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Helping your young athlete steer clear of MRSA

Helping your young athlete steer clear of MRSA


Former NFL kicker Lawrence Tynes, owner of two Super Bowl rings with the New York Giants, has filed a lawsuit accusing the Tampa Bay Buccaneers of ending his career because of a MRSA infection he picked up there in 2013.

“I’m reminded every morning when I step out of bed on my feet that I had MRSA,” Tynes told the Tampa Bay Times. “It hurts every morning. It hurts every day. I have a constant reminder on a daily basis.”

MRSA – Methicillin-resistant Staphylococcus aureus – is a type of bacterial infection resistant to common antibiotics such as penicillin. These staph bacteria most often cause minor skin infections in young athletes, but if unnoticed and untreated may invade the bloodstream and become a life-threatening infection.


MRSA is highly contagious and easily spread through direct physical contact with an infected person, making it a growing concern for parents whose children play sports.

MRSA infections occur in athletes because the bacteria can spread via skin-to-skin contact or through sharing athletic equipment or even towels. Poor hygiene, such as skipping hand-washing before and after sports, can also contribute to MRSA, as can injuries that allow the bacteria to enter the skin. The MRSA bacteria can creep into the body through any open cut or wound, causing an infection.

MRSA infections often develop from person-to-person contact and usually appear first as pimples, pustules and boils. They can be red, swollen, painful or have pus or other drainage, and they are often mistaken as insect bites in the early stages.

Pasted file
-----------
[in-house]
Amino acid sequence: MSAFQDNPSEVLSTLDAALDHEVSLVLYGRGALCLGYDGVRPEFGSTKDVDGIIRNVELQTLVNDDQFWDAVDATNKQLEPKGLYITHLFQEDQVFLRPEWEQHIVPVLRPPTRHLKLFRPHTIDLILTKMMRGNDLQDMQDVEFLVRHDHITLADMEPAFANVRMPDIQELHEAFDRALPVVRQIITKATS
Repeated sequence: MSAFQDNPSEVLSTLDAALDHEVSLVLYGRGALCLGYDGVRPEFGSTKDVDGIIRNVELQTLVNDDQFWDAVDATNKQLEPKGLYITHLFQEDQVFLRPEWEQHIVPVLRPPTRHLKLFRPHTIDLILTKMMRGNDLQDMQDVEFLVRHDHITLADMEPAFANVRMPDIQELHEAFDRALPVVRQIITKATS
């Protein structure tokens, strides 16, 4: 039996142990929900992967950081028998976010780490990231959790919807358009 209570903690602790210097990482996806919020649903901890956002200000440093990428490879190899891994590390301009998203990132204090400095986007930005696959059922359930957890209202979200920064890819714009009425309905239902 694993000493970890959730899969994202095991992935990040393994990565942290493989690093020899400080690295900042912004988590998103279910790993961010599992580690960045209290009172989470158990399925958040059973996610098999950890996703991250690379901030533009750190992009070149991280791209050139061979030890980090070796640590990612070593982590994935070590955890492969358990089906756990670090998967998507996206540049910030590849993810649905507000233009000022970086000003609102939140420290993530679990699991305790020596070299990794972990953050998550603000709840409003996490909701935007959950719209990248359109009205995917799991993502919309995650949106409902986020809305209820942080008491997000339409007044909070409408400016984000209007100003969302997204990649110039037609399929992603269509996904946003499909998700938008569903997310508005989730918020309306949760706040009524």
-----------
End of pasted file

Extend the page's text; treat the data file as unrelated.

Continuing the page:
The National Athletic Trainers’ Association (NATA) official statement recommends the following precautions be taken:

►Keep hands clean by washing thoroughly with soap and warm water or using an alcohol-based hand sanitizer routinely.

►Encourage immediate showering following activity.

►Avoid whirlpools or common tubs. Individuals with open wounds, scrapes or scratches can easily infect others in this environment.

►Avoid sharing towels, razors and daily athletic gear.

►Properly wash athletic gear and towels after each use.

►Maintain clean facilities and equipment.

►Inform or refer to appropriate health care personnel for all active skin lesions and lesions that do not respond to initial therapy.

►Administer or seek proper first aid.

►Encourage health care personnel to seek bacterial cultures to establish a diagnosis.

►Care and cover skin lesions appropriately before participation.

For more information on MRSA from the Centers for Disease Control and Prevention click HERE

MRSA Safety Health

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